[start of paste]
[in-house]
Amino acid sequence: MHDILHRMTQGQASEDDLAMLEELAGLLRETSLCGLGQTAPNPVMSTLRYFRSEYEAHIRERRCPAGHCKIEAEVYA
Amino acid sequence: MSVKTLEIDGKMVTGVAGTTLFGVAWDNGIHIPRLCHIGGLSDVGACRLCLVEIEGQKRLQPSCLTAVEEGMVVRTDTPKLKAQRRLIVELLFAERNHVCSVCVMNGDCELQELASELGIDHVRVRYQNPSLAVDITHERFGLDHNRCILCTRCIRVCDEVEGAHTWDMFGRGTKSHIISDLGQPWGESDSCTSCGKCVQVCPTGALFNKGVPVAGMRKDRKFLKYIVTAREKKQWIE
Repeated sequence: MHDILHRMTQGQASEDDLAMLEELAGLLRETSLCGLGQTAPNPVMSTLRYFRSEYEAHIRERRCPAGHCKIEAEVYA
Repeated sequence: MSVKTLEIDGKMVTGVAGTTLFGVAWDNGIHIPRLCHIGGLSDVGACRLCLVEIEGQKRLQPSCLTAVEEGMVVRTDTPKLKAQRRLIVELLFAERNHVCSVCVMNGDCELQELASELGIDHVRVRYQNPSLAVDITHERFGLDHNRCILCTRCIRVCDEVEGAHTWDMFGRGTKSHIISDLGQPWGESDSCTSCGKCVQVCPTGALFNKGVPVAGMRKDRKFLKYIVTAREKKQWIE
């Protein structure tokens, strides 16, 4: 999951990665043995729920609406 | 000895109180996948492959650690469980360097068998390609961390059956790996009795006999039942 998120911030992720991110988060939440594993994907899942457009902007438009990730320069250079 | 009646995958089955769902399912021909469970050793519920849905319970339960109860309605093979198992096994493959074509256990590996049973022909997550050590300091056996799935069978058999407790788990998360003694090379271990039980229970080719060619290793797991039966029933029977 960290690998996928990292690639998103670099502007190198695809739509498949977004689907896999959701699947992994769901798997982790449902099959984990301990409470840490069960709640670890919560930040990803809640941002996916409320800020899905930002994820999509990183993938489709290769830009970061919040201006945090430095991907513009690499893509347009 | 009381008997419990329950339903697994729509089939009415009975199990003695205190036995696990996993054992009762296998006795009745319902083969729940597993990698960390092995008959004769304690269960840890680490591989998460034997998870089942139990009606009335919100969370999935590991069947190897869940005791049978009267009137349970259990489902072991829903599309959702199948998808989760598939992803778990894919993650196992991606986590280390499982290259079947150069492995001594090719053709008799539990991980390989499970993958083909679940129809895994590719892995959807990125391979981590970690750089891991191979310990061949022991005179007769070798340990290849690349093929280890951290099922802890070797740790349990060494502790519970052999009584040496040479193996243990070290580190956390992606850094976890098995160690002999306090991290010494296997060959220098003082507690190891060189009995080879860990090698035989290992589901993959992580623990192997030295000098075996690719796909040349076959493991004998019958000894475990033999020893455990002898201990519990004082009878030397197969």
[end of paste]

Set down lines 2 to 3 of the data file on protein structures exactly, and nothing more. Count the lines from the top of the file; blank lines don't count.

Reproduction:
Amino acid sequence: MHDILHRMTQGQASEDDLAMLEELAGLLRETSLCGLGQTAPNPVMSTLRYFRSEYEAHIRERRCPAGHCKIEAEVYA
Amino acid sequence: MSVKTLEIDGKMVTGVAGTTLFGVAWDNGIHIPRLCHIGGLSDVGACRLCLVEIEGQKRLQPSCLTAVEEGMVVRTDTPKLKAQRRLIVELLFAERNHVCSVCVMNGDCELQELASELGIDHVRVRYQNPSLAVDITHERFGLDHNRCILCTRCIRVCDEVEGAHTWDMFGRGTKSHIISDLGQPWGESDSCTSCGKCVQVCPTGALFNKGVPVAGMRKDRKFLKYIVTAREKKQWIE